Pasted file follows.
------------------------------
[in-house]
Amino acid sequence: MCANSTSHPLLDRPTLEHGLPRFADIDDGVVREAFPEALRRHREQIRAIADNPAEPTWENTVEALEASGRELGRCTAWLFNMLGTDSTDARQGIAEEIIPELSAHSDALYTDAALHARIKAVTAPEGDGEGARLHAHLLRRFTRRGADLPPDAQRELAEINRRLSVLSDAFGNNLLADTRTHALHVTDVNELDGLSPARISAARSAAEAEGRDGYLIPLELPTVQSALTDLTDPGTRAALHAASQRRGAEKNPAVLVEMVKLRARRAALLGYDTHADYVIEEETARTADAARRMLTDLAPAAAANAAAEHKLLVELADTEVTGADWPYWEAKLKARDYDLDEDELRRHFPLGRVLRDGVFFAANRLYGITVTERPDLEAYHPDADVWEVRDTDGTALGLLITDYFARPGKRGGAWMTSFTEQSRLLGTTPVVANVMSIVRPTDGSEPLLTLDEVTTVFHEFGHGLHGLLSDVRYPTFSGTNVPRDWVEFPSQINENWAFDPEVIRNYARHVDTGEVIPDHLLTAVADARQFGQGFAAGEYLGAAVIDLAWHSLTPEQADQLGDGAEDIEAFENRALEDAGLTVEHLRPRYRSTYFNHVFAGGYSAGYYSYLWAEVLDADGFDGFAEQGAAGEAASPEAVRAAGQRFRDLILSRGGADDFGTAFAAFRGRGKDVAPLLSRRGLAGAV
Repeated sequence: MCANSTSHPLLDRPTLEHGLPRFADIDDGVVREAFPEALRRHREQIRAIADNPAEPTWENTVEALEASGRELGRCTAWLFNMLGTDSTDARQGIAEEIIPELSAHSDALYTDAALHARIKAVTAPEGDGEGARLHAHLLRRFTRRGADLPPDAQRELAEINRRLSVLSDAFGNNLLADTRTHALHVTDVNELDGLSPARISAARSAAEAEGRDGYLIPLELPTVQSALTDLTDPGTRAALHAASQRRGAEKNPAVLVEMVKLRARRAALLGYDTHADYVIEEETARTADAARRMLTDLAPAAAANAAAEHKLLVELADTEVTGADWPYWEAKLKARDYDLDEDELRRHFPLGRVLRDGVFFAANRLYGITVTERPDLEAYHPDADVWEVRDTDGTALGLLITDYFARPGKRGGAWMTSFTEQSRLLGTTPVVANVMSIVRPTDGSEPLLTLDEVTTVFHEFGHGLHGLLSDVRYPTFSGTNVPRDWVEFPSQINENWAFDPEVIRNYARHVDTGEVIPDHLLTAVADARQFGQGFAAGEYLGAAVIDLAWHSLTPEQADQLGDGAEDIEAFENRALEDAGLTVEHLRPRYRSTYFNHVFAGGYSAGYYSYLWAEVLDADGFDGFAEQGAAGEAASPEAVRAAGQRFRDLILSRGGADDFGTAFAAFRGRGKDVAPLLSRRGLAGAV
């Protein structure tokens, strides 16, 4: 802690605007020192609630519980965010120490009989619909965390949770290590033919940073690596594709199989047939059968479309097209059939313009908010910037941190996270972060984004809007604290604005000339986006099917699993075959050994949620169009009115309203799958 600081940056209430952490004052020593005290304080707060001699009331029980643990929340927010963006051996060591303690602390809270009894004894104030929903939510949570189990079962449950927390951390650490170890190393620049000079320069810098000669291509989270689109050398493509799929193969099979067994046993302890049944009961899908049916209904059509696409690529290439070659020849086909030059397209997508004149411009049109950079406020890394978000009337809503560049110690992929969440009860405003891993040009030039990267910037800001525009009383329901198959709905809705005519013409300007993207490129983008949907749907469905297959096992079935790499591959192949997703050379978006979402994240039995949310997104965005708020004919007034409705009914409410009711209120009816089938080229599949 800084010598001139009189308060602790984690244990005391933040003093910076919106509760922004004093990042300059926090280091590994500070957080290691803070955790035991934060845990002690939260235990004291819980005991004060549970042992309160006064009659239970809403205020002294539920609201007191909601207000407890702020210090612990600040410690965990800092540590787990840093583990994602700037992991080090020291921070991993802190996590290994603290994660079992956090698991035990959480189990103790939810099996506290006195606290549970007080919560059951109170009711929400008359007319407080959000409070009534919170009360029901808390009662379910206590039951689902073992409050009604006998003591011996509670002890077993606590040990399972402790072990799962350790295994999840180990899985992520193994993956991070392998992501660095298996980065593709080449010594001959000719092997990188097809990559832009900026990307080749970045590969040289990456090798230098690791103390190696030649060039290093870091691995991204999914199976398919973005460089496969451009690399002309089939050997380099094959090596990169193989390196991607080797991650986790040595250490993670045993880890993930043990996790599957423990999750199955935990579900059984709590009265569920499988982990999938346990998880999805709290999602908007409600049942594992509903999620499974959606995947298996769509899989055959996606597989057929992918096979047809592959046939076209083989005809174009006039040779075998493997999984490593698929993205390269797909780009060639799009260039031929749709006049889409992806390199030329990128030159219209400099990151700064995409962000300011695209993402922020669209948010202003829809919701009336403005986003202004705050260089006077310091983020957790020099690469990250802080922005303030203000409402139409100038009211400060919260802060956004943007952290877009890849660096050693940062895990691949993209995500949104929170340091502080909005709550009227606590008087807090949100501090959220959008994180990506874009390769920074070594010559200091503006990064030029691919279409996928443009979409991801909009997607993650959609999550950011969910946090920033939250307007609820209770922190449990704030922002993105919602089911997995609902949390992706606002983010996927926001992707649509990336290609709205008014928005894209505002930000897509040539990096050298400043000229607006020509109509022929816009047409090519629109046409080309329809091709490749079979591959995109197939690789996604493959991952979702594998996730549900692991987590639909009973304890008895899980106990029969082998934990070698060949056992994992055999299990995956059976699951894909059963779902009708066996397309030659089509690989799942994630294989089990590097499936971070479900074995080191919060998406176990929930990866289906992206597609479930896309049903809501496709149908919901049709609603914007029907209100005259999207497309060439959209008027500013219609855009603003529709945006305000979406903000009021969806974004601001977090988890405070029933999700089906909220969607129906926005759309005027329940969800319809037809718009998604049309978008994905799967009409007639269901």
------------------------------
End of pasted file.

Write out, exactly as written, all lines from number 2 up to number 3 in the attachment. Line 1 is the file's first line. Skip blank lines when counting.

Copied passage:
Amino acid sequence: MCANSTSHPLLDRPTLEHGLPRFADIDDGVVREAFPEALRRHREQIRAIADNPAEPTWENTVEALEASGRELGRCTAWLFNMLGTDSTDARQGIAEEIIPELSAHSDALYTDAALHARIKAVTAPEGDGEGARLHAHLLRRFTRRGADLPPDAQRELAEINRRLSVLSDAFGNNLLADTRTHALHVTDVNELDGLSPARISAARSAAEAEGRDGYLIPLELPTVQSALTDLTDPGTRAALHAASQRRGAEKNPAVLVEMVKLRARRAALLGYDTHADYVIEEETARTADAARRMLTDLAPAAAANAAAEHKLLVELADTEVTGADWPYWEAKLKARDYDLDEDELRRHFPLGRVLRDGVFFAANRLYGITVTERPDLEAYHPDADVWEVRDTDGTALGLLITDYFARPGKRGGAWMTSFTEQSRLLGTTPVVANVMSIVRPTDGSEPLLTLDEVTTVFHEFGHGLHGLLSDVRYPTFSGTNVPRDWVEFPSQINENWAFDPEVIRNYARHVDTGEVIPDHLLTAVADARQFGQGFAAGEYLGAAVIDLAWHSLTPEQADQLGDGAEDIEAFENRALEDAGLTVEHLRPRYRSTYFNHVFAGGYSAGYYSYLWAEVLDADGFDGFAEQGAAGEAASPEAVRAAGQRFRDLILSRGGADDFGTAFAAFRGRGKDVAPLLSRRGLAGAV
Repeated sequence: MCANSTSHPLLDRPTLEHGLPRFADIDDGVVREAFPEALRRHREQIRAIADNPAEPTWENTVEALEASGRELGRCTAWLFNMLGTDSTDARQGIAEEIIPELSAHSDALYTDAALHARIKAVTAPEGDGEGARLHAHLLRRFTRRGADLPPDAQRELAEINRRLSVLSDAFGNNLLADTRTHALHVTDVNELDGLSPARISAARSAAEAEGRDGYLIPLELPTVQSALTDLTDPGTRAALHAASQRRGAEKNPAVLVEMVKLRARRAALLGYDTHADYVIEEETARTADAARRMLTDLAPAAAANAAAEHKLLVELADTEVTGADWPYWEAKLKARDYDLDEDELRRHFPLGRVLRDGVFFAANRLYGITVTERPDLEAYHPDADVWEVRDTDGTALGLLITDYFARPGKRGGAWMTSFTEQSRLLGTTPVVANVMSIVRPTDGSEPLLTLDEVTTVFHEFGHGLHGLLSDVRYPTFSGTNVPRDWVEFPSQINENWAFDPEVIRNYARHVDTGEVIPDHLLTAVADARQFGQGFAAGEYLGAAVIDLAWHSLTPEQADQLGDGAEDIEAFENRALEDAGLTVEHLRPRYRSTYFNHVFAGGYSAGYYSYLWAEVLDADGFDGFAEQGAAGEAASPEAVRAAGQRFRDLILSRGGADDFGTAFAAFRGRGKDVAPLLSRRGLAGAV